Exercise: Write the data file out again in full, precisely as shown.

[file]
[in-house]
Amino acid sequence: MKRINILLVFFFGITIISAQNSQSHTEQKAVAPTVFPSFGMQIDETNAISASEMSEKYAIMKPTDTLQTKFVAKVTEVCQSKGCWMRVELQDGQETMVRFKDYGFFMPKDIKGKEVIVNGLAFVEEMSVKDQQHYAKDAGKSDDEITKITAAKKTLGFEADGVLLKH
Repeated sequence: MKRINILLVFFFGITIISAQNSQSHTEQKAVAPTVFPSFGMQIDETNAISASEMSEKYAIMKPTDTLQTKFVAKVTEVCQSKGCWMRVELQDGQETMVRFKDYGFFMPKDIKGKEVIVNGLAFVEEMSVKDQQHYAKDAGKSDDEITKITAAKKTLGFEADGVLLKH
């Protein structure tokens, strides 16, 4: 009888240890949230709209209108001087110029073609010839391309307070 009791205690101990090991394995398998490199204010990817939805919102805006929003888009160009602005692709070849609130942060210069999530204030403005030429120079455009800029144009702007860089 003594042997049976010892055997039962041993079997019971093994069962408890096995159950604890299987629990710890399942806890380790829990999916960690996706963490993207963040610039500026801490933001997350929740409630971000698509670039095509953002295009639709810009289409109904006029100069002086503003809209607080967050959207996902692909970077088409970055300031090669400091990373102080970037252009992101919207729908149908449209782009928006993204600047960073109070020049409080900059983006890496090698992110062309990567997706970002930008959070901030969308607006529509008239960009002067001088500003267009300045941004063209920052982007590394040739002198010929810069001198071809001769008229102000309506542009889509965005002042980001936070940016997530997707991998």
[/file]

[in-house]
Amino acid sequence: MKRINILLVFFFGITIISAQNSQSHTEQKAVAPTVFPSFGMQIDETNAISASEMSEKYAIMKPTDTLQTKFVAKVTEVCQSKGCWMRVELQDGQETMVRFKDYGFFMPKDIKGKEVIVNGLAFVEEMSVKDQQHYAKDAGKSDDEITKITAAKKTLGFEADGVLLKH
Repeated sequence: MKRINILLVFFFGITIISAQNSQSHTEQKAVAPTVFPSFGMQIDETNAISASEMSEKYAIMKPTDTLQTKFVAKVTEVCQSKGCWMRVELQDGQETMVRFKDYGFFMPKDIKGKEVIVNGLAFVEEMSVKDQQHYAKDAGKSDDEITKITAAKKTLGFEADGVLLKH
């Protein structure tokens, strides 16, 4: 009888240890949230709209209108001087110029073609010839391309307070 009791205690101990090991394995398998490199204010990817939805919102805006929003888009160009602005692709070849609130942060210069999530204030403005030429120079455009800029144009702007860089 003594042997049976010892055997039962041993079997019971093994069962408890096995159950604890299987629990710890399942806890380790829990999916960690996706963490993207963040610039500026801490933001997350929740409630971000698509670039095509953002295009639709810009289409109904006029100069002086503003809209607080967050959207996902692909970077088409970055300031090669400091990373102080970037252009992101919207729908149908449209782009928006993204600047960073109070020049409080900059983006890496090698992110062309990567997706970002930008959070901030969308607006529509008239960009002067001088500003267009300045941004063209920052982007590394040739002198010929810069001198071809001769008229102000309506542009889509965005002042980001936070940016997530997707991998």